I think even obligate carnivores animals (such as cats) consume small amounts of plant matter... if nothing else, from the semi-digested remains of the stomach matter in their prey.
And even the most herbivorous of herbivores (eg, the giant panda comes to mind) occasionally wind up consuming small amounts of animal matter... if nothing else, in the form of small insects that happen to be on the leaves/grass/bamboo that they stay busy stuffing into their mouths 10+ hours per day!
As for terminology describing various levels of carnivores, although it was years ago, I vaguely recall reading somewhere where carnivores were sub-classed according to the percentage of their diet that NEEDED to come from meat or animal products.
Hyper-carnivores were those that necessarily derived something like 70% or more of their energy and nutritional requirements from meat and other animal products (eggs/milk/etc); Meso-carnivores get something like 30% to 70% of their energy and nutrition from meat or animal products. Hypo-carnivores derive less than 30% of energy and nutritional requirements from meat or other animal products.
Omnivores, by definition, are ABLE to derive the vast majority of their energy and nutritional requirements from EITHER plant matter or animal matter...and apparently can switch back and forth quite easily.
True herbivores not only don't NEED any animal matter in their diets, they may not even be able to digest it even if they occasionally consume some.
And, obligate carnivores apparently cannot digest plant matter even if they occasionally consume some. For example, cats (obligate carnivores) will occasionally be seen eating grass but it is because the grass helps them regurgitate other matter that may be causing digestive upset.
By definition then, I think humans (and all mammals including cows and deer) start life as hyper-carnivores... fulfilling pretty much 100% of our nutritional needs via milk!
Since mammalian "herbivores" are all born with the ability to digest milk (an animal product) and obtain nutrients from it, I'm never surprised when I hear about something like a dear being seen chowing down on a dead bird or rabbits eating their young. I rather suspect that the ability to digest animal products remains intact, albeit somewhat diminished in the most herbivorous of mammals.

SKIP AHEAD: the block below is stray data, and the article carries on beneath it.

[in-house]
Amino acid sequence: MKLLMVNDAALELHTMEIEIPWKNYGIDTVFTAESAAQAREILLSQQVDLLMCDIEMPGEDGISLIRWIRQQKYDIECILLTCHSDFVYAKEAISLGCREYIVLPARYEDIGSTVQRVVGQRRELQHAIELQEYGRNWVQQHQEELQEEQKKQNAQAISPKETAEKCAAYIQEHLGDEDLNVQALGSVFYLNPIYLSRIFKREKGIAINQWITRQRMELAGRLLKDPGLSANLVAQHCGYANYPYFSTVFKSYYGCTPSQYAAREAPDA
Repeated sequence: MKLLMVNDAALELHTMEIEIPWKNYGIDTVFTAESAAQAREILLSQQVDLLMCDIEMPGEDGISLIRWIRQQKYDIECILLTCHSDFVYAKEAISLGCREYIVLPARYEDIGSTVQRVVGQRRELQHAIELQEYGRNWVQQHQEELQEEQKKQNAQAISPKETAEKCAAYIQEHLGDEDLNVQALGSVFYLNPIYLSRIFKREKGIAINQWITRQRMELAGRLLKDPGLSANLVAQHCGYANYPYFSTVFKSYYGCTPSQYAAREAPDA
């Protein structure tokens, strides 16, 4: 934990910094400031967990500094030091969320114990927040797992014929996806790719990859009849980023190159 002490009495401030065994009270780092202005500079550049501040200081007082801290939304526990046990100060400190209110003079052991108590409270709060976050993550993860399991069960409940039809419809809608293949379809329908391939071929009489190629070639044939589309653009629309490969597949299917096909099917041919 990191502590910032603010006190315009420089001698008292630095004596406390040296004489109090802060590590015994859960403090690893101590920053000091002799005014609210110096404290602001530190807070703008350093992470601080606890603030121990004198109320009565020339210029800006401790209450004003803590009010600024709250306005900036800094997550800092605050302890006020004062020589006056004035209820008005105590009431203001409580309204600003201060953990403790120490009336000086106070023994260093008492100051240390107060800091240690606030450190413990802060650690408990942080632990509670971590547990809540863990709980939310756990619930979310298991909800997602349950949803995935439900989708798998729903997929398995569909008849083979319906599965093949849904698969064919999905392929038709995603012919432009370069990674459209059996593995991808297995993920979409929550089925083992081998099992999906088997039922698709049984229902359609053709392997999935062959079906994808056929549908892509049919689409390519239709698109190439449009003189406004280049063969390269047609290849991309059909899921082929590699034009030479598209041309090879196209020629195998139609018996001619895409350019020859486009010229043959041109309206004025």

(BTW, They always say that a mother rabbit that eats her young is reacting to external stress but I wonder if possibly the doe is simply so nutritionally depleted by the birth process that she turns to the only source of meat available to her in order to quickly replenish the nutrients she needs!)
As for the difference between vegetarians/vegans. I'm okay with using the term vegetarian to describe a human who chooses to derive most of his/her energy/nutrition from plant matter but supplements that with animal products such as milk, eggs and honey (none of which requires that the producing animal be killed) and reserving the term "vegan" for those who refuse to knowingly consume any animal product. I'm pretty sure the vegans wind up occasionally eating some insect parts in their cereals but I'm willing to respect their right to NOT knowingly consume any animal product and recognize that this definitely differentiate them from "vegetarians" who willingly eat milk/cheese/eggs or whatever.
Pretty sure that, regardless of what humans choose to eat, we all remain omnivores... ABLE to derive MOST of our energy/nutritional needs from either plants or animals.
Vegans CAN obtain MOST of their nutritional needs from plants however, to remain healthy, they MUST supplement their diets with a few nutrients that are simply not bio-available in plant matter. I've sometimes wondered if the reason that people in third world countries eating essentially vegan diets still manage to remain reasonably healthy without supplements is that their "gathered foods" tend to be much more highly "contaminated" with insect parts and other bits of animal matter than the super-cleaned processed-foods that vegans in the US and other developed countries eat.
Just some thoughts.